NEW RESOURCE: Human Rights Watch Report Examines Lethal Injection
A new report issued by Human Rights Watch today notes that most U.S. states use execution methods that needlessly risk excruciating pain for inmates subjected to lethal injections. The report, "So Long as They Die: Lethal Injections in the United States," examines the history of lethal injections and the widespread use of protocols that were created three decades ago with no scientific research. "The U.S. takes more care killing dogs than people. Just because a prisoner may have killed without care or conscience does not mean that the the state should follow suit," notes Jamie Fellner, U.S. program director at Human Rights Watch and co-author of the report.
Based on recent research suggesting that some prisoners may have been inadequately anesthetized during their executions and then experienced searing pain without the ability to indicate their condition, Human Rights Watch is urging states to halt executions by lethal injection until a thorough assessment of existing and alternative methods has been conducted. The group, which opposes capital punishment, notes that the current three-drug sequence used in the U.S. (sodium thiopental, pancuronium bromide, and potassium chloride) was developed in 1977 by a medical examiner in Oklahoma who had no expertise in pharmacology or anesthesia. This same drug combination is now used in at least 34 death penalty states. In the years since the protocol's development, it appears that no state has consulted medical experts to determine whether the combination could be altered to lessen the risk of pain. "Copycatting is not the right way to decide how to put people to death. If a state is going to execute someone, it must do its homework, consult with experts, and select a method designed to inflict the least possible pain and suffering," Fellner stated.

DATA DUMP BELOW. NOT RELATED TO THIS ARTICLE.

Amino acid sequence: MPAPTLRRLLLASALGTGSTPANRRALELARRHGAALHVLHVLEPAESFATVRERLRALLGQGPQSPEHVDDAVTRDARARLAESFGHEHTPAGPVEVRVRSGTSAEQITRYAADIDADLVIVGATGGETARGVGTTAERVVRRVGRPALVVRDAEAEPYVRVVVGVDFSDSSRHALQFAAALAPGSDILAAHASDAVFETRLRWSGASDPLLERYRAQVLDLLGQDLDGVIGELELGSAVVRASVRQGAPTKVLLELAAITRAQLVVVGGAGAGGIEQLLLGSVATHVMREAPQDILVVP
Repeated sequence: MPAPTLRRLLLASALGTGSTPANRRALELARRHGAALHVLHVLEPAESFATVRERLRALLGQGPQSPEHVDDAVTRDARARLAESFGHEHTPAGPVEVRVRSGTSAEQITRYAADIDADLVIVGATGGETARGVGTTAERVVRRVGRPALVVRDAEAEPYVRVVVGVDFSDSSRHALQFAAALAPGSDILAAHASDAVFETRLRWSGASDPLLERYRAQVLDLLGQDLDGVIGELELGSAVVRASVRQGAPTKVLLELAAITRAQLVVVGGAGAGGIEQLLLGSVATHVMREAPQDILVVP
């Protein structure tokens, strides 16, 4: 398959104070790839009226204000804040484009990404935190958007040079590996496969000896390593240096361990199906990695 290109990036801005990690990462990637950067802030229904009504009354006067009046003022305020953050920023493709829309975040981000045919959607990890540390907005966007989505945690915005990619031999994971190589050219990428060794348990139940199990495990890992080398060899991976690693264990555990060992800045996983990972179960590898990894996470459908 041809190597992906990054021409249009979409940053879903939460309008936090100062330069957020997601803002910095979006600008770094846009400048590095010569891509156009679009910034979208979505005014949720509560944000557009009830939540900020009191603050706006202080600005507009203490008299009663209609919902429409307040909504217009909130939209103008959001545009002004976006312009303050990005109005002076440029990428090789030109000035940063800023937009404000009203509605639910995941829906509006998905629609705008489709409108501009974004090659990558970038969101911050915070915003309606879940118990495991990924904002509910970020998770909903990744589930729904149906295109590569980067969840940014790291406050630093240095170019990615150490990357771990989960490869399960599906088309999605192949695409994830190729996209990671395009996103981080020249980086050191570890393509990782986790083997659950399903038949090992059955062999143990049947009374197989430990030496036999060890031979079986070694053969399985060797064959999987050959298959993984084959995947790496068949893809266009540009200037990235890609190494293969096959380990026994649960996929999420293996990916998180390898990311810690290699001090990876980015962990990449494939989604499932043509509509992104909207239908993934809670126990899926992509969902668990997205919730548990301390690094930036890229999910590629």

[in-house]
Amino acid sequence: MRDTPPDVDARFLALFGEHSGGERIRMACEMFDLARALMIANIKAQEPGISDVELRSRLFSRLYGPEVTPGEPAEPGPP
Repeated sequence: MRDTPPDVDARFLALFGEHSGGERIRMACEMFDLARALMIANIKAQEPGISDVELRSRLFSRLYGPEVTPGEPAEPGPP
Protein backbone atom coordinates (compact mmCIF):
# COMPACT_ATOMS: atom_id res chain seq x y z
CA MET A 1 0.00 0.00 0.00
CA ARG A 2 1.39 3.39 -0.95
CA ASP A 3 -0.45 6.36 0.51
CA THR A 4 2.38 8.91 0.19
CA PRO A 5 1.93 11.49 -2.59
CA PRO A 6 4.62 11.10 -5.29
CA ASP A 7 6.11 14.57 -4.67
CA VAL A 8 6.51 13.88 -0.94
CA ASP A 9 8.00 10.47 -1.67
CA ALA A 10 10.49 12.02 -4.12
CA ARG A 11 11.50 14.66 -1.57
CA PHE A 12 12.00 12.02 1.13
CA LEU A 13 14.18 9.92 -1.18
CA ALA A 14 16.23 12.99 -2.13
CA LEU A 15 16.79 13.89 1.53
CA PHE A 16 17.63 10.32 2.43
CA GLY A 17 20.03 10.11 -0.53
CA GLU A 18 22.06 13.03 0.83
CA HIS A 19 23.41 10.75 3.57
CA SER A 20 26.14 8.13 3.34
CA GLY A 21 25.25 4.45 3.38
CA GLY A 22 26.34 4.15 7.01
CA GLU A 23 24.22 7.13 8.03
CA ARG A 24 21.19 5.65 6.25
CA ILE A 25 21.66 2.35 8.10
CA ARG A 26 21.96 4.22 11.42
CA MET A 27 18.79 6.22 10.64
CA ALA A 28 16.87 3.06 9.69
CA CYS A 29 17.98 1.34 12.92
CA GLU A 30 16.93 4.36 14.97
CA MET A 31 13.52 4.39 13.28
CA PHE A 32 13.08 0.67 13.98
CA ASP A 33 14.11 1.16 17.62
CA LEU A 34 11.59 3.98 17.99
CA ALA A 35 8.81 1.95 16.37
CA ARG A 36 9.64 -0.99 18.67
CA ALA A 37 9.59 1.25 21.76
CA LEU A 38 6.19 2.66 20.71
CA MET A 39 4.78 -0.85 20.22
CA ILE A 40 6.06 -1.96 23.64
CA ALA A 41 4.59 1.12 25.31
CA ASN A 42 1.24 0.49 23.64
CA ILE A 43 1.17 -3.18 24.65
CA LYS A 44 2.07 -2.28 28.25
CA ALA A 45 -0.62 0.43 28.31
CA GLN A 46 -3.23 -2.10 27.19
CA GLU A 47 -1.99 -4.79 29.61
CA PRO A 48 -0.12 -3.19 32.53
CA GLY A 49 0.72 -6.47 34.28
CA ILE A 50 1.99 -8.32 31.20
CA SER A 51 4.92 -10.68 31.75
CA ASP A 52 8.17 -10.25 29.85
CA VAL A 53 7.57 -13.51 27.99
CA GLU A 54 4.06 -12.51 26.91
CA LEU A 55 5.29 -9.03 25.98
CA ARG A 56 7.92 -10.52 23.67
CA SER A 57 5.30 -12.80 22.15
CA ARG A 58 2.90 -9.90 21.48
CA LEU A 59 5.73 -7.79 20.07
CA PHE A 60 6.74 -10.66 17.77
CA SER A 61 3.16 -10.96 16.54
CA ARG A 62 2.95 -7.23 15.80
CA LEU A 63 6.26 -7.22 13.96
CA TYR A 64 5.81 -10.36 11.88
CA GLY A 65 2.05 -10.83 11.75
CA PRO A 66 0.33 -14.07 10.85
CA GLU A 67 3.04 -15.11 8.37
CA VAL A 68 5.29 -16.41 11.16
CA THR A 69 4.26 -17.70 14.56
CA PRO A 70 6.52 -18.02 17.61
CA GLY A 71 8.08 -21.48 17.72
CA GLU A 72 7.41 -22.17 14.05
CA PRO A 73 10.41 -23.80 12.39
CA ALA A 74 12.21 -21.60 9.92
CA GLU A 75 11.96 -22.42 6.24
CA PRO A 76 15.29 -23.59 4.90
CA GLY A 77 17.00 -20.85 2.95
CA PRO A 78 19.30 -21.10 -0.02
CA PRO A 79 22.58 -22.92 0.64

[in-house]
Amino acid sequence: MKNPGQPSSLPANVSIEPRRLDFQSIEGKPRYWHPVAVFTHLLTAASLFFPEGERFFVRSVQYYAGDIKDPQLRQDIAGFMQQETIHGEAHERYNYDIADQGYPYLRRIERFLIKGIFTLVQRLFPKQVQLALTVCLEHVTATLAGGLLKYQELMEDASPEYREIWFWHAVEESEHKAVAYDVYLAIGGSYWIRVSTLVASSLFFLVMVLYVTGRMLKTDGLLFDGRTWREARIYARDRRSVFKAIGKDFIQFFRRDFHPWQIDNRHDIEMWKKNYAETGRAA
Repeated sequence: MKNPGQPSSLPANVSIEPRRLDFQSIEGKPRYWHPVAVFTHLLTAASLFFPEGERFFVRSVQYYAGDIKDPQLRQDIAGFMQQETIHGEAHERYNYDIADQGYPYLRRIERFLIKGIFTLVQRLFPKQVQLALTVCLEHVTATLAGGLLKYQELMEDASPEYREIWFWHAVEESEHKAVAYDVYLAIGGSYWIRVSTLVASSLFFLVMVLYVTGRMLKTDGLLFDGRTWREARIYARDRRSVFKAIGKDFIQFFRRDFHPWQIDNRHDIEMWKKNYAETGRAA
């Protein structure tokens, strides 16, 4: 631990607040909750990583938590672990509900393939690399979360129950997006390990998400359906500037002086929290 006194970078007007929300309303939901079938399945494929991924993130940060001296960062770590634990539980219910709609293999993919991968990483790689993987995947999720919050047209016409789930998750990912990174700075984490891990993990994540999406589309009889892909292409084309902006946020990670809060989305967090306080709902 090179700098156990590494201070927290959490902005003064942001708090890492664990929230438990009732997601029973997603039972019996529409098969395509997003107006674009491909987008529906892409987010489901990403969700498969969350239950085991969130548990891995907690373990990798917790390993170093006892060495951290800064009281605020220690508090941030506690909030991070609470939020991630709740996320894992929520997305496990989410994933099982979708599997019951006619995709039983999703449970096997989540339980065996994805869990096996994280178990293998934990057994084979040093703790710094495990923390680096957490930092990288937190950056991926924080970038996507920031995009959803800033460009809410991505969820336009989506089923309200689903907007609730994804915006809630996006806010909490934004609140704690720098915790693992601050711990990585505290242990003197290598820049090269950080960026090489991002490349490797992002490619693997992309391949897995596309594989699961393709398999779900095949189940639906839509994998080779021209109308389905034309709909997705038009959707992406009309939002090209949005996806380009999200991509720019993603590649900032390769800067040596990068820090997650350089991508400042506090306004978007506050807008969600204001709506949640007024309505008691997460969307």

This year, federal courts in California and North Caroina have refused to permit scheduled executions to take place using the standard lethal injection protocol. On April 26, the U.S. Supreme Court will hear oral arguments about the procedures a prisoner can follow to challenge lethal injections. Until recently, the U.S. was the only country in the world that used lethal injection as an execution method. In recent years, China, Guatemala, the Philippines, and Thailand have also adopted this method. (Human Rights Watch Press Release, "U.S.: States Negligent in Use of Lethal Injections," April 24, 2006).
Read the full report: So Long as They Die: Lethal Injections in the United States. See also, Methods of Execution, Resources and DPIC's page on executions stayed and carried out since January.